US medical drama about a doctor always ready to flaunt the rules for the good of his patients.
153 episodes of 50 minute duration. Black and white. 1960-1965.
Unlike the almost saintly portrayal of doctors in other medical series, doctor 'Ben Casey' was shown as a tough rebel who was ready to flaunt the rules if it was in his patient's interest. Casey was 'Doctor Kildare's' closest US rival during the 1960's and even though it never quite matched Kildare's popularity, it was in many respects a far superior series.
Created by novice priest James Moser, Casey worked as a neurosurgeon at the County General Hospital and although he would refuse to bow to the medical establishment he was given a stabilizing influence in the form of wise old mentor, Dr David Zorba (Sam Jaffe), who spoke the shows opening narrative, "Man, woman, birth, death, infinity". What set this show apart from the rest was its pioneering use of close-up shots during surgical scenes, and the feeling of urgency that was conveyed to its audience in much the same way as 'ER' was to do over thirty years later. It was also the first series to tackle difficult subjects like abortion. Sydney Pollack, later to direct the Academy Award winning 'Out Of Africa', worked on the show.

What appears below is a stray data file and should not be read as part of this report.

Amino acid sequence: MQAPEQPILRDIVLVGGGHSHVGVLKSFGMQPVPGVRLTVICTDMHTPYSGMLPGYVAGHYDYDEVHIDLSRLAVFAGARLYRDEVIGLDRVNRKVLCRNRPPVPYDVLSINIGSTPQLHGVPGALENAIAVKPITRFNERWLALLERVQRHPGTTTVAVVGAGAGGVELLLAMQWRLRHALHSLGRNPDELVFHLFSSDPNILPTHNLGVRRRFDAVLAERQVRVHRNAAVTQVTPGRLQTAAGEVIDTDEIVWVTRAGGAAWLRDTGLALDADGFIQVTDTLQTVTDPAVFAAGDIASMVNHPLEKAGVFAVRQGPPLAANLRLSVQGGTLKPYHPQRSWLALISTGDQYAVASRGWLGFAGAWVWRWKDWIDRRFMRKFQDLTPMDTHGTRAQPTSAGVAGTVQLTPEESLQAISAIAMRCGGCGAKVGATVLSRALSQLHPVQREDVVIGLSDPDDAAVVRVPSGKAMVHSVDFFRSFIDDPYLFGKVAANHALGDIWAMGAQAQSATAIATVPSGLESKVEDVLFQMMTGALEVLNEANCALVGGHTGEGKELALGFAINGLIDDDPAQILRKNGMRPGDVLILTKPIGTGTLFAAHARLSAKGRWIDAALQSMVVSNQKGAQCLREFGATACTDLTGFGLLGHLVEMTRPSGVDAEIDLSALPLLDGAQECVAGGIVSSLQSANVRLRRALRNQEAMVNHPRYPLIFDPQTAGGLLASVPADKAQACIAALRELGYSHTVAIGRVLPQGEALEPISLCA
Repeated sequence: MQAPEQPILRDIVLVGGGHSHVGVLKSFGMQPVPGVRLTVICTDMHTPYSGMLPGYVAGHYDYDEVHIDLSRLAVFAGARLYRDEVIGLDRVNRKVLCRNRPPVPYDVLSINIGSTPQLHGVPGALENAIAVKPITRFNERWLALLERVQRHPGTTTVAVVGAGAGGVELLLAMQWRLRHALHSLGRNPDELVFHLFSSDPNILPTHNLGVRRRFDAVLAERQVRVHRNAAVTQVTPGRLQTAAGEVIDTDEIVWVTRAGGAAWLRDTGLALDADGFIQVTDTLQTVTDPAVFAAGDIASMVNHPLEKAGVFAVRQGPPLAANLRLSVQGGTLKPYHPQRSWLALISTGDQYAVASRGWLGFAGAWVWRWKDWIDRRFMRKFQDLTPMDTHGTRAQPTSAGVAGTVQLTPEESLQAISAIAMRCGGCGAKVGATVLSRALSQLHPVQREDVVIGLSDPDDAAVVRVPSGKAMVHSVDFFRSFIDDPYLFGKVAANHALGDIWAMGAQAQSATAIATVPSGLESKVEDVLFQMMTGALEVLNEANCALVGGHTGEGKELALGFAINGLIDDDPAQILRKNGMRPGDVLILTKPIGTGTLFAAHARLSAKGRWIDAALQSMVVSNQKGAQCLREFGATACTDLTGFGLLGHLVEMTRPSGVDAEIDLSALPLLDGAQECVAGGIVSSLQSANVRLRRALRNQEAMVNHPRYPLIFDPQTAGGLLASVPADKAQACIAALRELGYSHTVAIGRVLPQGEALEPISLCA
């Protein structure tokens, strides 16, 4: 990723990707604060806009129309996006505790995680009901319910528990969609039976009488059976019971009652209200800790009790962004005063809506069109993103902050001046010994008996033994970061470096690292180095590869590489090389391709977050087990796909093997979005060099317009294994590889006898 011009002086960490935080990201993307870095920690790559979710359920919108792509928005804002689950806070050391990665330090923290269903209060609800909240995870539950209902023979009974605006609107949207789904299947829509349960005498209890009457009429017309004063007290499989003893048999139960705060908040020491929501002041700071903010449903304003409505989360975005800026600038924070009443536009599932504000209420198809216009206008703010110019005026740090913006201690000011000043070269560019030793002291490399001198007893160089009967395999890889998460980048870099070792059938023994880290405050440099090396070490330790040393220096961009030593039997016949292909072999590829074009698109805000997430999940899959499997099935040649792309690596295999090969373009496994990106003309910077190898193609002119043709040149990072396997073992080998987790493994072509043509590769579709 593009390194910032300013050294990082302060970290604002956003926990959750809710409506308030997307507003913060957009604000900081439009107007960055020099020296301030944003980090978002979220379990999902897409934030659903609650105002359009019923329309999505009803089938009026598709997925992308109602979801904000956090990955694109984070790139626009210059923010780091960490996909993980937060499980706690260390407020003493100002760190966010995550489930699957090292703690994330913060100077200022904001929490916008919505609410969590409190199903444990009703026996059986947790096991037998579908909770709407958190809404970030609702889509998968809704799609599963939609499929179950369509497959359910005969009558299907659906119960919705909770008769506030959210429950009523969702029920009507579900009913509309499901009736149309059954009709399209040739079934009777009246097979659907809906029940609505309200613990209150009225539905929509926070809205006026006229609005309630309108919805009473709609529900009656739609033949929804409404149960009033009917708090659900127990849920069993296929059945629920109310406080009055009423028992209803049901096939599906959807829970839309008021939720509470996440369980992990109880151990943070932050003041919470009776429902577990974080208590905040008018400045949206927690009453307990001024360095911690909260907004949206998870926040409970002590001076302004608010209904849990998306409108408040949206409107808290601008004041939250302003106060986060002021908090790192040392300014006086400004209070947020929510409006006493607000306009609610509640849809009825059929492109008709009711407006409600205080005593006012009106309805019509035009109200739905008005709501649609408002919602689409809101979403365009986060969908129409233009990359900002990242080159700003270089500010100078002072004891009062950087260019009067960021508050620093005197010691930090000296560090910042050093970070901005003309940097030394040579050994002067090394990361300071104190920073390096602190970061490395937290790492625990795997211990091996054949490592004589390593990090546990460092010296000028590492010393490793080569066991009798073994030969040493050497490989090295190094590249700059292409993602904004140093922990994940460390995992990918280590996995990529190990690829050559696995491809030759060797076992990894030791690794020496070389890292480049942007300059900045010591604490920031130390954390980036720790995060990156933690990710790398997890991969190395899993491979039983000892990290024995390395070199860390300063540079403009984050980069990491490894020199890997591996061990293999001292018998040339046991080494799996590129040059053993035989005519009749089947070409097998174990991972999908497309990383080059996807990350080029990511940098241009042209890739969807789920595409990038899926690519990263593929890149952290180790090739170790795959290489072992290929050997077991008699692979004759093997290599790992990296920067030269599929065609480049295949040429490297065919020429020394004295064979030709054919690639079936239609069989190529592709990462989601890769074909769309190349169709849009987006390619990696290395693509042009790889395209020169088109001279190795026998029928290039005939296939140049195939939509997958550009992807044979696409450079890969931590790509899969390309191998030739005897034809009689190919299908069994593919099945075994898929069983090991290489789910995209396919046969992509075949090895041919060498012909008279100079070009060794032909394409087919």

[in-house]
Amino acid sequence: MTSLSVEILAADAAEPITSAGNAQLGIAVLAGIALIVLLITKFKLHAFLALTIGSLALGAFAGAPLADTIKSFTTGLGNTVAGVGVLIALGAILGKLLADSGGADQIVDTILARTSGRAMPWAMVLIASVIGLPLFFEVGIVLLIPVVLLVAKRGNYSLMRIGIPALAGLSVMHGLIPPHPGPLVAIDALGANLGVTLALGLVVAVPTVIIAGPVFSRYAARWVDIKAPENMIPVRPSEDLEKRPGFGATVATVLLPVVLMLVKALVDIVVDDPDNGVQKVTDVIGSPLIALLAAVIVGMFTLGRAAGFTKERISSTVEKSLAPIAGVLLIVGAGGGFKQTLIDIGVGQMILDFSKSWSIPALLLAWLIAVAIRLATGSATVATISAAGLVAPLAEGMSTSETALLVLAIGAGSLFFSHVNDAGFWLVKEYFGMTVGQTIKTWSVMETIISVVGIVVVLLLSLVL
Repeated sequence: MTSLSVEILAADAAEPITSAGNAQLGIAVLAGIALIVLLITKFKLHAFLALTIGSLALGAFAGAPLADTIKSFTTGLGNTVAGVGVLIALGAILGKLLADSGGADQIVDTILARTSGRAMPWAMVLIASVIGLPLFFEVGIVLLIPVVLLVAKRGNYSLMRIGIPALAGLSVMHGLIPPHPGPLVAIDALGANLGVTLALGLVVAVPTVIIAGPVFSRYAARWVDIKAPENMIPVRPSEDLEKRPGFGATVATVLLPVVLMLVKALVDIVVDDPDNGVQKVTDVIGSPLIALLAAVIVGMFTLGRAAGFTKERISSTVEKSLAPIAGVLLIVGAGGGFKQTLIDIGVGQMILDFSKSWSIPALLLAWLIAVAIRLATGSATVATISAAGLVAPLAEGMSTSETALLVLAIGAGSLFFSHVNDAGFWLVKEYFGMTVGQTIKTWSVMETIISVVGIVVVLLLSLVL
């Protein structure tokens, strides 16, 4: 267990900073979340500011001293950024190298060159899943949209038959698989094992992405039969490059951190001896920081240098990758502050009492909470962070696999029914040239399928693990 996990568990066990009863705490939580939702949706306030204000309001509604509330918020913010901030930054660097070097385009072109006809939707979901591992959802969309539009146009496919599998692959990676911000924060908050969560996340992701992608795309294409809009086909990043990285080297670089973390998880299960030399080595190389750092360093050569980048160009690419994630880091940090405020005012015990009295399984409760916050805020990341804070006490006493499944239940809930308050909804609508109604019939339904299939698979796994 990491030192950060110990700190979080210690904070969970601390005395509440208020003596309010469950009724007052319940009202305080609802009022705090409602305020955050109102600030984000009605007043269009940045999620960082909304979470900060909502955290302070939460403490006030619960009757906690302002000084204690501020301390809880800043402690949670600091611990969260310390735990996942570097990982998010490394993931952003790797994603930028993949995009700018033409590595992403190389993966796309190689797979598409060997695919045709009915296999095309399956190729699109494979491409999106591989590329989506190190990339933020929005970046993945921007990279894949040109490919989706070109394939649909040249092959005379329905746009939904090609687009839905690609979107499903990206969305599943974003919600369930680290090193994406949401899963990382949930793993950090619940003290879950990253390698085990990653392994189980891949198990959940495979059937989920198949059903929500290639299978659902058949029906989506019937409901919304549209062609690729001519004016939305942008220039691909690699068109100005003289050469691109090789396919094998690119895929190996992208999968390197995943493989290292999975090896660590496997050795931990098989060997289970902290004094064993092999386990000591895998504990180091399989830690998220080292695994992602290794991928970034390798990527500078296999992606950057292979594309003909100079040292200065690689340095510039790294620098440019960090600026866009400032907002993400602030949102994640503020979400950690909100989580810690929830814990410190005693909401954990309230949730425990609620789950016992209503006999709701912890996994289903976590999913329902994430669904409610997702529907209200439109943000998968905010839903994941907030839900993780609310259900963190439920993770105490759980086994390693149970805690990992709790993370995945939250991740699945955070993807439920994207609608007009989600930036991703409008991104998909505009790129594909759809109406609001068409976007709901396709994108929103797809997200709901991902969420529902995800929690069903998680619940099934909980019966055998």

The lead character was played by ruggedly handsome Vince Edwards, a former New York State Swimming Champion who'd had a tough Brooklyn upbringing. Interviewed in 1963, Edwards (born Vincent Edward Zoino) recalled, "I was the son of a bricklayer. He's been dead years along with three of my brothers and sisters. We were seven in all. Until I was quite a big guy I didn't know there were people who could afford to change their clothes every day, that some houses had more than one bathroom and that the living room wasn't for sleeping in."
However, Edwards worked hard enough to get his way into Ohio State University before joining New York's American Academy of Dramatic Art, where among his classmates were future stars Grace Kelly, Anne Bancroft and John Cassavetes. His tall athletic build eventually led him to the title role in the film 'Mr. Universe' and he was spotted by Hollywood legend Bing Crosby, whose company (Bing Crosby Productions) were about to begin filming 'Ben Casey'. The series ran for five years. Unfortunately, before it ended it became a much 'soapier' watered down version and was cancelled in 1965, five months ahead of 'Dr Kildare'.
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